Subterranean Teenage Blues: Dolores Reyes’ “Eartheater,” Translated from Spanish by Julia Sanches

By Melanie Broder Forty-seven women were murdered in Argentina in the first two months of 2021, according to a report by Telám, the national news agency. That’s one femicide every 30 hours. An article by Reuters put the figure at 12 women per day across Latin America. While Latin America has the highest rates worldwide, […]

Turin’s Skies, Women’s Bodies, and Foreign Lands: Marina Jarre’s “Distant Fathers,” Translated from Italian by Ann Goldstein

The centrality of women’s experiences in current Italian fiction has drawn attention to previously neglected works. Although Jarre’s frankness about the body, from childhood to older age, is not shocking after Ferrante, it marked a new contribution to Italian literature in her time.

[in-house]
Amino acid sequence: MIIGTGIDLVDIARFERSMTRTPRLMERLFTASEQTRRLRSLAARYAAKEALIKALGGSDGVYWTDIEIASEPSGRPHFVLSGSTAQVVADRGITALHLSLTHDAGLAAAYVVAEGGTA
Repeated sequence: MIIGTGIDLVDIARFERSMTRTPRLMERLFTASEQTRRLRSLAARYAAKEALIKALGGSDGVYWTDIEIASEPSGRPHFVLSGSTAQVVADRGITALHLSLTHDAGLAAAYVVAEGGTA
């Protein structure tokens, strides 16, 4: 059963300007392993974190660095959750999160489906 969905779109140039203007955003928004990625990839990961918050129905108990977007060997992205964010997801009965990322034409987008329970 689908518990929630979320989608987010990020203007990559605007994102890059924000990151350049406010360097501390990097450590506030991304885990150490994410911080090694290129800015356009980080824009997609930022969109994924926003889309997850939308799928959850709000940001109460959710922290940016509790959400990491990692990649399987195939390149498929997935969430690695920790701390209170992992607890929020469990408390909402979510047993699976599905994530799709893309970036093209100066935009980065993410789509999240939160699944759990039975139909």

Natalia Ginzburg

A Short History of “Reintroducing Natalia Ginzburg”

We are stuck in a loop of “reintroducing Natalia Ginzburg.” The current iteration of that loop depends on publishers’ marketing of Ginzburg as a precursor to Elena Ferrante. However, this genealogy arises out of a necessity to sell books; Ginzburg’s relation to her peers—Cesar Pavese, Elsa Morante, Italo Calvino—has far more relevance than the specter of her impact on Ferrante.

Natalia Ginzburg

“The Shattered House”: Lynne Sharon Schwartz on Natalia Ginzburg